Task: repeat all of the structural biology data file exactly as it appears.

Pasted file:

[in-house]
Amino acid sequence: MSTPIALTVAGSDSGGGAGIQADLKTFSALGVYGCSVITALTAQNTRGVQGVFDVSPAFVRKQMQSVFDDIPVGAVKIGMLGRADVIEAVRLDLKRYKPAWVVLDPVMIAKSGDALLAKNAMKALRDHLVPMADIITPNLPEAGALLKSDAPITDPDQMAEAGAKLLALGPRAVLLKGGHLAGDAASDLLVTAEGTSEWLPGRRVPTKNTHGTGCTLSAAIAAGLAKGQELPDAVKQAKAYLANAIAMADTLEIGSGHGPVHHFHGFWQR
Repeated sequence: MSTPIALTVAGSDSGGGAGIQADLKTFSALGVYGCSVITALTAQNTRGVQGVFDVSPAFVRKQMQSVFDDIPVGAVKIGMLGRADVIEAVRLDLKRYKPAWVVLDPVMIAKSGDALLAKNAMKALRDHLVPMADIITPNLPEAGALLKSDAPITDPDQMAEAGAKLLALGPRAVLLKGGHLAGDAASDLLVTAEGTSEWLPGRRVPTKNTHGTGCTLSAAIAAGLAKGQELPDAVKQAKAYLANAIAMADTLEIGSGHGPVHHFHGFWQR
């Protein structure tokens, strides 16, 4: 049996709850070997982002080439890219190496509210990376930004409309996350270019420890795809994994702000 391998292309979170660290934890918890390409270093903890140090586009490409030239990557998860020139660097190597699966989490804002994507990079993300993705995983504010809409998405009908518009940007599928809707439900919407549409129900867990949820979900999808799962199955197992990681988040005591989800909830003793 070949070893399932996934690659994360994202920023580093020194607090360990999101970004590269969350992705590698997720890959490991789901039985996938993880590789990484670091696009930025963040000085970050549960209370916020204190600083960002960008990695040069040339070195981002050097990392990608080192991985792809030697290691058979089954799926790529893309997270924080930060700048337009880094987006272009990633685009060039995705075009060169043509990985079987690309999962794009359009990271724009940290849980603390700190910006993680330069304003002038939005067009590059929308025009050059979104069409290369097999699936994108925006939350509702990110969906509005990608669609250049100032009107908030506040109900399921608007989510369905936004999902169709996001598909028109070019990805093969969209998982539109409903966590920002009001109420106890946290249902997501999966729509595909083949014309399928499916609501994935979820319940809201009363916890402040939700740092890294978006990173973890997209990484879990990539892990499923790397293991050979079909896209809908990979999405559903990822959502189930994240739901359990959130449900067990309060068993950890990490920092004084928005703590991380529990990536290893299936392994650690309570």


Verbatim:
[in-house]
Amino acid sequence: MSTPIALTVAGSDSGGGAGIQADLKTFSALGVYGCSVITALTAQNTRGVQGVFDVSPAFVRKQMQSVFDDIPVGAVKIGMLGRADVIEAVRLDLKRYKPAWVVLDPVMIAKSGDALLAKNAMKALRDHLVPMADIITPNLPEAGALLKSDAPITDPDQMAEAGAKLLALGPRAVLLKGGHLAGDAASDLLVTAEGTSEWLPGRRVPTKNTHGTGCTLSAAIAAGLAKGQELPDAVKQAKAYLANAIAMADTLEIGSGHGPVHHFHGFWQR
Repeated sequence: MSTPIALTVAGSDSGGGAGIQADLKTFSALGVYGCSVITALTAQNTRGVQGVFDVSPAFVRKQMQSVFDDIPVGAVKIGMLGRADVIEAVRLDLKRYKPAWVVLDPVMIAKSGDALLAKNAMKALRDHLVPMADIITPNLPEAGALLKSDAPITDPDQMAEAGAKLLALGPRAVLLKGGHLAGDAASDLLVTAEGTSEWLPGRRVPTKNTHGTGCTLSAAIAAGLAKGQELPDAVKQAKAYLANAIAMADTLEIGSGHGPVHHFHGFWQR
């Protein structure tokens, strides 16, 4: 049996709850070997982002080439890219190496509210990376930004409309996350270019420890795809994994702000 391998292309979170660290934890918890390409270093903890140090586009490409030239990557998860020139660097190597699966989490804002994507990079993300993705995983504010809409998405009908518009940007599928809707439900919407549409129900867990949820979900999808799962199955197992990681988040005591989800909830003793 070949070893399932996934690659994360994202920023580093020194607090360990999101970004590269969350992705590698997720890959490991789901039985996938993880590789990484670091696009930025963040000085970050549960209370916020204190600083960002960008990695040069040339070195981002050097990392990608080192991985792809030697290691058979089954799926790529893309997270924080930060700048337009880094987006272009990633685009060039995705075009060169043509990985079987690309999962794009359009990271724009940290849980603390700190910006993680330069304003002038939005067009590059929308025009050059979104069409290369097999699936994108925006939350509702990110969906509005990608669609250049100032009107908030506040109900399921608007989510369905936004999902169709996001598909028109070019990805093969969209998982539109409903966590920002009001109420106890946290249902997501999966729509595909083949014309399928499916609501994935979820319940809201009363916890402040939700740092890294978006990173973890997209990484879990990539892990499923790397293991050979079909896209809908990979999405559903990822959502189930994240739901359990959130449900067990309060068993950890990490920092004084928005703590991380529990990536290893299936392994650690309570």